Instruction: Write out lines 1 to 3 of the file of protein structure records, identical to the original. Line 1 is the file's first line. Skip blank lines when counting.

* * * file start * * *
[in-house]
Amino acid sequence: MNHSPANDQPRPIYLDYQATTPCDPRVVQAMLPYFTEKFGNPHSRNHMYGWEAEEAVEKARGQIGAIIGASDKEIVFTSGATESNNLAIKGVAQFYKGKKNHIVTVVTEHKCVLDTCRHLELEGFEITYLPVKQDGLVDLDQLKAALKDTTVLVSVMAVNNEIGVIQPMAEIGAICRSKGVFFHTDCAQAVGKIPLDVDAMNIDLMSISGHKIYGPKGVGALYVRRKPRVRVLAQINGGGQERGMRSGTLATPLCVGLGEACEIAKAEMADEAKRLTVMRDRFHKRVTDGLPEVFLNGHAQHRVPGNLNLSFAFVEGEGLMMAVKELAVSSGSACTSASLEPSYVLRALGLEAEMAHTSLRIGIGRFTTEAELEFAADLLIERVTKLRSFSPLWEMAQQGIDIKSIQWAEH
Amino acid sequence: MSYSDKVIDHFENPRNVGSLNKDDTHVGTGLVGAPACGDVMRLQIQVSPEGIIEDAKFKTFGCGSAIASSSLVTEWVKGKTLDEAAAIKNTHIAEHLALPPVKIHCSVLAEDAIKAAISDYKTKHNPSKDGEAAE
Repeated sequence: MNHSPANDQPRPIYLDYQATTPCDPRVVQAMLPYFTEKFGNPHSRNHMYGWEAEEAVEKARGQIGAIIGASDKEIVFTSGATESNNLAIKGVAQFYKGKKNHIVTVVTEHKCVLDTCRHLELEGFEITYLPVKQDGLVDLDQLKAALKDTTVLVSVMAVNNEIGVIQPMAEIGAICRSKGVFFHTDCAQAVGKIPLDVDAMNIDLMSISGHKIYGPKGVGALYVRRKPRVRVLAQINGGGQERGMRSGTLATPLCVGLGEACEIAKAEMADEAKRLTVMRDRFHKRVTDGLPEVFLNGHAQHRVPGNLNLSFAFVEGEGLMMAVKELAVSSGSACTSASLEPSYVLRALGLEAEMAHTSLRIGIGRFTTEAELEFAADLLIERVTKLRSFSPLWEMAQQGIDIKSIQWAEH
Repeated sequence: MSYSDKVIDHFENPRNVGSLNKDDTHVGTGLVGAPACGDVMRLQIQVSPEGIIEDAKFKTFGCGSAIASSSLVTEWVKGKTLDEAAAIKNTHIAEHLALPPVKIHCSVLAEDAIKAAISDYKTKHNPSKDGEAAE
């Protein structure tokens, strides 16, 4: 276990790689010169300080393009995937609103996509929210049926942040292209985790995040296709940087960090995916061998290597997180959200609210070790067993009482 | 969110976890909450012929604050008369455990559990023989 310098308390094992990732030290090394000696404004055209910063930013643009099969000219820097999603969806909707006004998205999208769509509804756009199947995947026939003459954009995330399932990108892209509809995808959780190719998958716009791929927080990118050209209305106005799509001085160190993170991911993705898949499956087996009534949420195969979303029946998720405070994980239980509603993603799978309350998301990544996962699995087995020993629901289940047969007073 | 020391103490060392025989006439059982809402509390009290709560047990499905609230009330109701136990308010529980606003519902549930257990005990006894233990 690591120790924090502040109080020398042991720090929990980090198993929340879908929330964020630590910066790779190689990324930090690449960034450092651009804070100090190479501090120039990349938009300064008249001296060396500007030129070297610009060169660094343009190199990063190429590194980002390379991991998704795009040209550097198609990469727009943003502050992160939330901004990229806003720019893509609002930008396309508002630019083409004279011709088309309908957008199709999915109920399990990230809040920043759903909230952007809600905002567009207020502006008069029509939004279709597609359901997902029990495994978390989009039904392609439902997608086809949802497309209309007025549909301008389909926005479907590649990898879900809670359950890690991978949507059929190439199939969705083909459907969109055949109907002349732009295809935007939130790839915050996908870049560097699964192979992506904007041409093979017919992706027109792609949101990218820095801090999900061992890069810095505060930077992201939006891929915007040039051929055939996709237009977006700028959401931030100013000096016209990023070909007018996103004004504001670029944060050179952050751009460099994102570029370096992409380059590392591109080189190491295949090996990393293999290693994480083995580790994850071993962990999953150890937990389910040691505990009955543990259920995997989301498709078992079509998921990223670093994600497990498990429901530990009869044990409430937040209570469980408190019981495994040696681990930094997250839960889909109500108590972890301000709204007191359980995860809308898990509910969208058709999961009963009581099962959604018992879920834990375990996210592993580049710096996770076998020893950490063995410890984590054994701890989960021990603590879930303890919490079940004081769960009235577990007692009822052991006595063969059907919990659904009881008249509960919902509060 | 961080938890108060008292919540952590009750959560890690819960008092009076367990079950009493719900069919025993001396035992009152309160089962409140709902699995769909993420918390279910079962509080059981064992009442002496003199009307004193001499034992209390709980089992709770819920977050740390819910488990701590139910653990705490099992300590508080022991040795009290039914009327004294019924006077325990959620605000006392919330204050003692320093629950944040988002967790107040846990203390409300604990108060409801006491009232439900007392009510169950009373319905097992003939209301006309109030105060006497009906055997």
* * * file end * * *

[in-house]
Amino acid sequence: MNHSPANDQPRPIYLDYQATTPCDPRVVQAMLPYFTEKFGNPHSRNHMYGWEAEEAVEKARGQIGAIIGASDKEIVFTSGATESNNLAIKGVAQFYKGKKNHIVTVVTEHKCVLDTCRHLELEGFEITYLPVKQDGLVDLDQLKAALKDTTVLVSVMAVNNEIGVIQPMAEIGAICRSKGVFFHTDCAQAVGKIPLDVDAMNIDLMSISGHKIYGPKGVGALYVRRKPRVRVLAQINGGGQERGMRSGTLATPLCVGLGEACEIAKAEMADEAKRLTVMRDRFHKRVTDGLPEVFLNGHAQHRVPGNLNLSFAFVEGEGLMMAVKELAVSSGSACTSASLEPSYVLRALGLEAEMAHTSLRIGIGRFTTEAELEFAADLLIERVTKLRSFSPLWEMAQQGIDIKSIQWAEH
Amino acid sequence: MSYSDKVIDHFENPRNVGSLNKDDTHVGTGLVGAPACGDVMRLQIQVSPEGIIEDAKFKTFGCGSAIASSSLVTEWVKGKTLDEAAAIKNTHIAEHLALPPVKIHCSVLAEDAIKAAISDYKTKHNPSKDGEAAE